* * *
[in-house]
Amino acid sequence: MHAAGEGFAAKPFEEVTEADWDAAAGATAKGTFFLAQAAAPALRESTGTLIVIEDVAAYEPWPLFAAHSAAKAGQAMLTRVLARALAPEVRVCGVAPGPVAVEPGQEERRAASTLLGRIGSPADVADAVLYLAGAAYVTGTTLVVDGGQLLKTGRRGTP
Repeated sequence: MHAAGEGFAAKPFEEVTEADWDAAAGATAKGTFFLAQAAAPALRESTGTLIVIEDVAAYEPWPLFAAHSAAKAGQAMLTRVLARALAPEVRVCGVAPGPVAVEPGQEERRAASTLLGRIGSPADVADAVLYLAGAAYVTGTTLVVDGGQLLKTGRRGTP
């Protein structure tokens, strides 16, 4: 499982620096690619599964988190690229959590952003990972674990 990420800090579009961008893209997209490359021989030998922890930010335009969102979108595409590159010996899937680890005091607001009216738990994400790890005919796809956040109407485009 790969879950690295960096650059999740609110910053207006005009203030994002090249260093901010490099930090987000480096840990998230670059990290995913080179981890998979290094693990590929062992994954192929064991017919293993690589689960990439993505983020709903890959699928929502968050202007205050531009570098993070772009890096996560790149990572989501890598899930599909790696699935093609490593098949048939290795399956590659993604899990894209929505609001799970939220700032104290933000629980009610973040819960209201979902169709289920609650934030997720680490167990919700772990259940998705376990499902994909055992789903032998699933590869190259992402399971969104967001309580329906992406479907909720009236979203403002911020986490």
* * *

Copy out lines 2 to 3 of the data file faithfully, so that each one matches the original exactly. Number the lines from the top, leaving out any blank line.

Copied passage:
Amino acid sequence: MHAAGEGFAAKPFEEVTEADWDAAAGATAKGTFFLAQAAAPALRESTGTLIVIEDVAAYEPWPLFAAHSAAKAGQAMLTRVLARALAPEVRVCGVAPGPVAVEPGQEERRAASTLLGRIGSPADVADAVLYLAGAAYVTGTTLVVDGGQLLKTGRRGTP
Repeated sequence: MHAAGEGFAAKPFEEVTEADWDAAAGATAKGTFFLAQAAAPALRESTGTLIVIEDVAAYEPWPLFAAHSAAKAGQAMLTRVLARALAPEVRVCGVAPGPVAVEPGQEERRAASTLLGRIGSPADVADAVLYLAGAAYVTGTTLVVDGGQLLKTGRRGTP